Cells make up every part of your body, and they require many nutrients to grow and repair properly. While all the vitamins and minerals you eat contribute to healthy cells, certain ones play a larger role in cell functions, such as vitamin A, phosphorus and zinc. Talk to your doctor about your intake of these nutrients to ensure that you are getting an adequate amount every day and maintaining the integrity of your bodily cells.
Vitamin A has several necessary functions, including aiding in the health of your cells. It helps ensure that all of your cells can grow and reproduce normally, a process known as cellular differentiation, and it contributes to healing and repair as well. During pregnancy, vitamin A is essential for the healthy development of all of a fetus's cells. For men, the recommended dietary allowance or RDA for this vitamin is 3,000 IU a day, and it is 2,333 IU for women who are not pregnant, according to the University of Maryland Medical Center. Foods like dark leafy greens, carrots, eggs, whole milk and cheese are good sources of vitamin A.
Phosphorus can be found in cells throughout your body, though the majority of it is in your bones and teeth. All of your cells need this mineral to grow, repair and maintain their functions, and phosphorus also helps balance your levels of other nutrients required for healthy cells, such as zinc and vitamin D. The University of Maryland Medical Center states that adults need 700 mg of this mineral a day, and you can meet this RDA by eating foods like meat, fish, dairy products, nuts, dried fruit, whole grains and carbonated beverages.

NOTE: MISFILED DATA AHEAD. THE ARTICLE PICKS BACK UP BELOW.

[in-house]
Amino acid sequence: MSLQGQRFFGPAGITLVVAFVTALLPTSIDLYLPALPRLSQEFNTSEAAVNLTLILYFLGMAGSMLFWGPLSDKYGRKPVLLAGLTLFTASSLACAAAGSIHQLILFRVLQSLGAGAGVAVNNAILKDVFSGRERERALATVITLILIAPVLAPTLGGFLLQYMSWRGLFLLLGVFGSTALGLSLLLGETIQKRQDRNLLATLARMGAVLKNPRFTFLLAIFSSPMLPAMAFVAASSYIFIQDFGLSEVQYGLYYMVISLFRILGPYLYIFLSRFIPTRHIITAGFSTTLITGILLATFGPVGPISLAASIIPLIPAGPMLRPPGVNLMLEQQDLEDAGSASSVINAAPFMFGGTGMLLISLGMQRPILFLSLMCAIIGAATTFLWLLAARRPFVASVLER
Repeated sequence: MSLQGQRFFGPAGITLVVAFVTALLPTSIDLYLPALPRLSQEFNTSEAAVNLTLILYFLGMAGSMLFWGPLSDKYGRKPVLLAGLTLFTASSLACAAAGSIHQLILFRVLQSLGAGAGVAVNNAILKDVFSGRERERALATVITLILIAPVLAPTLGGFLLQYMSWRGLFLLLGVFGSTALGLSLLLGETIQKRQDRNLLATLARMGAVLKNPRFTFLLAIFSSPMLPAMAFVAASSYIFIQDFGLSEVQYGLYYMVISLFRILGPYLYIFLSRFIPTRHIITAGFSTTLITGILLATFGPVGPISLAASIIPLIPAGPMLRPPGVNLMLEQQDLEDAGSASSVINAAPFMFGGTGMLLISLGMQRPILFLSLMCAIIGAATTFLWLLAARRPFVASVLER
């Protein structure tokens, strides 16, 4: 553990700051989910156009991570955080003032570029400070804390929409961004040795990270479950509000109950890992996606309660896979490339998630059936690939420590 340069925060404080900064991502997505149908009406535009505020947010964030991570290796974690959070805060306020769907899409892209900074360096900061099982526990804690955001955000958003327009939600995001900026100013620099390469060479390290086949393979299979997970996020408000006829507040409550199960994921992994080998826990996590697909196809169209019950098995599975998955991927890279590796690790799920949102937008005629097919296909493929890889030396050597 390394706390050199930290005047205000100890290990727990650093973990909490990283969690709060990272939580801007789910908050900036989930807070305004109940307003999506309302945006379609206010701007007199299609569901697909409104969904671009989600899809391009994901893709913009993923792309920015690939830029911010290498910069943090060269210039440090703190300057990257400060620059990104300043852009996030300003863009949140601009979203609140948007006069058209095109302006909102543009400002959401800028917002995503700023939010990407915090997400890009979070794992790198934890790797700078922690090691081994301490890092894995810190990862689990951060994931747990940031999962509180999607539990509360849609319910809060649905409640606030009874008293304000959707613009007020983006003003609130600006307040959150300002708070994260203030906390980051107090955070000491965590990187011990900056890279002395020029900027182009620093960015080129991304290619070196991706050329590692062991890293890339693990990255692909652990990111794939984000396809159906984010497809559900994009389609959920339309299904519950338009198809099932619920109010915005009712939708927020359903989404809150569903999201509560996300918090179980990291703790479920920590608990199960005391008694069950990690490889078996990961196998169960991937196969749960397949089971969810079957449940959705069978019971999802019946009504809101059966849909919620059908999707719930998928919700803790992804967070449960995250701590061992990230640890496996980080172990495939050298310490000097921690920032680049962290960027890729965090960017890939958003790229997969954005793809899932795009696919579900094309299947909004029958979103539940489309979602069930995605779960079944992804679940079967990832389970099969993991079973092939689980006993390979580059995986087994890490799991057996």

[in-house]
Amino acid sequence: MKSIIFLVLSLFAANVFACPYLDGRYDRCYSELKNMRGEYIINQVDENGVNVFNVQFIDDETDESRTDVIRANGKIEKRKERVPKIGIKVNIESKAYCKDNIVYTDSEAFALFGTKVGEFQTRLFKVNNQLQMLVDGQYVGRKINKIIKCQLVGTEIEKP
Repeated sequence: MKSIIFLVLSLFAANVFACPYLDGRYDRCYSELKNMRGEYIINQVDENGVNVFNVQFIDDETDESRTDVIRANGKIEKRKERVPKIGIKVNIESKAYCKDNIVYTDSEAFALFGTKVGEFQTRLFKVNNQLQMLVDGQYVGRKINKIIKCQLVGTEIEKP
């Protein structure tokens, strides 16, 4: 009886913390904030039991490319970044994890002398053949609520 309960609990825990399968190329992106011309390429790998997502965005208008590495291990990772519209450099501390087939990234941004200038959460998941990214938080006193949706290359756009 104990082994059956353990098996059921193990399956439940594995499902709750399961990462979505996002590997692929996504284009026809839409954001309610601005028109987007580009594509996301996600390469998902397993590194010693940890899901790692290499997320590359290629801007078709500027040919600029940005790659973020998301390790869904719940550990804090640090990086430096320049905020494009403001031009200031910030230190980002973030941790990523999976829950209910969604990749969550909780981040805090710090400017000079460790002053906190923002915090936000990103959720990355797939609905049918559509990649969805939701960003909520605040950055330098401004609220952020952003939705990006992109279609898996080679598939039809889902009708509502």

Zinc is a trace mineral, but it can also be found in all the cells in your body. It plays a large role in the way your cells divide and grow, and it contributes to the healing and repair of wounds and cells as well. This mineral is needed especially during pregnancy, infancy and childhood to ensure the proper growth and development of all your cells and other body parts. Males need 11 mg of zinc a day, and females need 8 mg a day, according to MedlinePlus. Good food sources of this mineral include beef, pork, lamb, legumes, whole grains and nuts.
While each of these nutrients is essential for cell growth and repair, ingesting high doses of them in the form of supplements can have toxic effects. Talk to your doctor before you take new supplements or exceed the RDA of any vitamin or mineral. On the other hand, deficiencies in these nutrients can be harmful to your health as well and inhibit your cells' abilities to function properly. If you are concerned about your vitamin or mineral intake, discuss this with your health care provider.